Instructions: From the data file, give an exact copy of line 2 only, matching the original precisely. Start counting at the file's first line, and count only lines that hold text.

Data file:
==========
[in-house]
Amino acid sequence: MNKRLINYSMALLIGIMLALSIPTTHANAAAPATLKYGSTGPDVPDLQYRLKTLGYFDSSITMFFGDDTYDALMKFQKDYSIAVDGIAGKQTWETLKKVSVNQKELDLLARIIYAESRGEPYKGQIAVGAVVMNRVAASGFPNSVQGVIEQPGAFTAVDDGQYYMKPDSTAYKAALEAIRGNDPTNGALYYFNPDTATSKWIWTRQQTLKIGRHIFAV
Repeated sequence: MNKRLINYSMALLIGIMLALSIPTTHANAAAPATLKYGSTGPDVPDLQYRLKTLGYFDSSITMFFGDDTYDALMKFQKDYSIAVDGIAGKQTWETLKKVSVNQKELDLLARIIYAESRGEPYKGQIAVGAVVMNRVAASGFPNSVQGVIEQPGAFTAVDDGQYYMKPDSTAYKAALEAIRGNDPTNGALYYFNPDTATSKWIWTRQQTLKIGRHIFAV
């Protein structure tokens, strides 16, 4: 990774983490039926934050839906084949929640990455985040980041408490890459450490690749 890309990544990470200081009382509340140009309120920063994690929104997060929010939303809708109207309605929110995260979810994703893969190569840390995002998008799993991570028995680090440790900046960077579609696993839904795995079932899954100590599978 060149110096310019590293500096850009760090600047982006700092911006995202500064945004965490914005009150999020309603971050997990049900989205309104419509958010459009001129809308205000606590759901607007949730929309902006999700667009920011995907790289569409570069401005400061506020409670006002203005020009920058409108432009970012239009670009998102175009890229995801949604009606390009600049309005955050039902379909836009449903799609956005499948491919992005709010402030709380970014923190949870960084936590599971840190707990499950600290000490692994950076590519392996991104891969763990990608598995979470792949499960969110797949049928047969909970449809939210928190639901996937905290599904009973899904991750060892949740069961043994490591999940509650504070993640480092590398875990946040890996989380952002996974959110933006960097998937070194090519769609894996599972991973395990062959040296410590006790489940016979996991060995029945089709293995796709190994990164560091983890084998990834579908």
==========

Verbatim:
Amino acid sequence: MNKRLINYSMALLIGIMLALSIPTTHANAAAPATLKYGSTGPDVPDLQYRLKTLGYFDSSITMFFGDDTYDALMKFQKDYSIAVDGIAGKQTWETLKKVSVNQKELDLLARIIYAESRGEPYKGQIAVGAVVMNRVAASGFPNSVQGVIEQPGAFTAVDDGQYYMKPDSTAYKAALEAIRGNDPTNGALYYFNPDTATSKWIWTRQQTLKIGRHIFAV